by: Ivan
August 09, 2014 2:19 PM
"missile systems “believed to have been used in the downing of Malaysia Airlines flight MH17.” Can you hear what you yourself are saying for once in a while? Believed-to-Have-Been-Used-in-the... Still a little, and you will lose your native language behind all this lie.


by: Persio from: NYC
August 09, 2014 12:31 PM
So it's okay for Russia to invade a sovereign nation and take land whenever they feel and send weapons to rebels that are acting like bandits and take over illegally? Since some here think an eye for an eye when it comes to sanctions then I guess we can go ahead and claim land that is not ours just like the Russians did.


by: Kc from: USA
August 09, 2014 12:23 PM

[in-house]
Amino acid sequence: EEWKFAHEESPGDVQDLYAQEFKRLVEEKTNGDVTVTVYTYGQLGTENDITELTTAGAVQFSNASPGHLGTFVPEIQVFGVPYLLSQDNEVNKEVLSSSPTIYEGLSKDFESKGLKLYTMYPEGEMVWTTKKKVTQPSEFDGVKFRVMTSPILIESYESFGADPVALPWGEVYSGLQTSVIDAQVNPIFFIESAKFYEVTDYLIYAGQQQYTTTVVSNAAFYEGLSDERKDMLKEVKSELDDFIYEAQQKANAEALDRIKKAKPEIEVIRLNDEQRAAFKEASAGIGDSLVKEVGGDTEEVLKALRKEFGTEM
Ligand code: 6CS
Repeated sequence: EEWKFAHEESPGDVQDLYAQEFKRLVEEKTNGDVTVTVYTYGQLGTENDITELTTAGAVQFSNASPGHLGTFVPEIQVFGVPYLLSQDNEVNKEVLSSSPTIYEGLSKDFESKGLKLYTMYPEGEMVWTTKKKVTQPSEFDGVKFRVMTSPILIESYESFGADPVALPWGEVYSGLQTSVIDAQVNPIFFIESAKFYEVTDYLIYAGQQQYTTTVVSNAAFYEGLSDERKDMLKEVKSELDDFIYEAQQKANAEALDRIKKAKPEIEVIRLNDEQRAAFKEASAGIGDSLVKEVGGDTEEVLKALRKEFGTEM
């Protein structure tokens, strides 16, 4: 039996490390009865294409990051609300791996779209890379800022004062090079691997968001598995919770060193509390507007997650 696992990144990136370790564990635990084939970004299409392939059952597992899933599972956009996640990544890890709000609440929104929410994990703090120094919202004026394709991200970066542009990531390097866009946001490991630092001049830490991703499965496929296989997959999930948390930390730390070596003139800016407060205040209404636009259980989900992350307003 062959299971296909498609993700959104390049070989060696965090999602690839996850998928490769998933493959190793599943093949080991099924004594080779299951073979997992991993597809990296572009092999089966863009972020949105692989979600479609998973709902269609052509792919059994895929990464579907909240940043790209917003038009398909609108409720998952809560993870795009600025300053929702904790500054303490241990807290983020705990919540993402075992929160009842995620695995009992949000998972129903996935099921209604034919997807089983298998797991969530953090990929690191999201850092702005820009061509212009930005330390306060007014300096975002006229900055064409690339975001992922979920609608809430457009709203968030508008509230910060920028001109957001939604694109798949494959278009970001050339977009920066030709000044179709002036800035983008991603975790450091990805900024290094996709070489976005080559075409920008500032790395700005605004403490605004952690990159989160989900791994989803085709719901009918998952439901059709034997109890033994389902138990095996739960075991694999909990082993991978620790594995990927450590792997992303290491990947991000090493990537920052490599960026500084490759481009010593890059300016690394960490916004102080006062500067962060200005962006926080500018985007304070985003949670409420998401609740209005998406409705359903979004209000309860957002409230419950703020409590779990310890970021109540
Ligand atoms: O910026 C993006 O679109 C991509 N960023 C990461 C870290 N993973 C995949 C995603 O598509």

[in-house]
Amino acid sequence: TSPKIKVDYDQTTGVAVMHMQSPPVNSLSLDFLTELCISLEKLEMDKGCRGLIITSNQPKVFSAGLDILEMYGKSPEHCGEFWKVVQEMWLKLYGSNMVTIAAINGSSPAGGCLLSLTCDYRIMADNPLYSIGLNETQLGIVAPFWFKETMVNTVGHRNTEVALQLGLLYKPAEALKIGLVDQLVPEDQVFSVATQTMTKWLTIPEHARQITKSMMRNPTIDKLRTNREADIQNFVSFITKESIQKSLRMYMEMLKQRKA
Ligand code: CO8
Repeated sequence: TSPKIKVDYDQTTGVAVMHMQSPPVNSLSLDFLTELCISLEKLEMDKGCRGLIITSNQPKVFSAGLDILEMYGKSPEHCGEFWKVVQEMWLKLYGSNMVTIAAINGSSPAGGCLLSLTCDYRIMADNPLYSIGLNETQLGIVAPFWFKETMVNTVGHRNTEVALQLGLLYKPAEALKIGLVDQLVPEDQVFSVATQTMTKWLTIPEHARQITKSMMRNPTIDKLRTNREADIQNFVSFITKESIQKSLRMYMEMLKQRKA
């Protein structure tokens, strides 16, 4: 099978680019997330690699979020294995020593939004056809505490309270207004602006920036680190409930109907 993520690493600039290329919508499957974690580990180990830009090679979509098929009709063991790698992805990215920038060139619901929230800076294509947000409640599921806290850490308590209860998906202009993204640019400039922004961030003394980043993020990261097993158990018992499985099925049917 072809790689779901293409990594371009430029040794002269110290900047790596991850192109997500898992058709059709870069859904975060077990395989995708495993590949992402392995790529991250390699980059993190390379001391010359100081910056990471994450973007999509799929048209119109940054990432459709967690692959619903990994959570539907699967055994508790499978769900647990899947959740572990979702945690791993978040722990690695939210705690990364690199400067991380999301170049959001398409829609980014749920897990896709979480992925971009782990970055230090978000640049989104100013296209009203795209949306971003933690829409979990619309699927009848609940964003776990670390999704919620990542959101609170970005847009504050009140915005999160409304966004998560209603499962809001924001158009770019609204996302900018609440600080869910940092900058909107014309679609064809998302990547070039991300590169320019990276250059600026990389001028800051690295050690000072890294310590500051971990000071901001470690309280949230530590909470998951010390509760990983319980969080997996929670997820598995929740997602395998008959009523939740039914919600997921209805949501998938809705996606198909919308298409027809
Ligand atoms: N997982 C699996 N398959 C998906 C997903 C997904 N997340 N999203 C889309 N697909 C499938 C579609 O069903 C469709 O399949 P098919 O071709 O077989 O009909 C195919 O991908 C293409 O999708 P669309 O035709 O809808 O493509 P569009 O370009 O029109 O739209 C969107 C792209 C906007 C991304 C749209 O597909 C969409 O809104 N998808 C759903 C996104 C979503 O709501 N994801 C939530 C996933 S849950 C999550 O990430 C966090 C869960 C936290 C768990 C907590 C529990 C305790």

Australia minister should praise the skills and brave of Russia of invasions, sanctions,... as they praise the skills of japs killings and invasions in the entire Asia in WW2.


by: danny warson from: san jose costa rica
August 09, 2014 6:47 AM
heee...heeas long "we" have support from IQ 36 politicos we safe? heee...hee...WdaF is wrong with chicken brains!!!!


by: Patrick from: USA
August 09, 2014 4:34 AM
Good for you Australia, your plane was shot down by this needless war!


by: Aussis from: USA
August 09, 2014 12:59 AM
Well factually the Australian citizens DO NOT care about Ukraine. - it is the Politicians that are making the statements. So now your farmers are going to be hit financially because your a bunch of idiots !


by: rodger olsen from: usa
August 08, 2014 11:02 PM
I'm, sorry, but what did she expect? That Russia would cower and beg "don't hit old Russia agin' Massa. Russia be good Massa." Neither Ukraine nor Crimea was any business of Australia, but smacking a trading partner is begging for a return hit. Russia does not cower and doesn't care about other people opinions of it.

Comments page of 2
    Next 

Featured Videos

Your JavaScript is turned off or you have an old version of Adobe's Flash Player. Get the latest Flash player.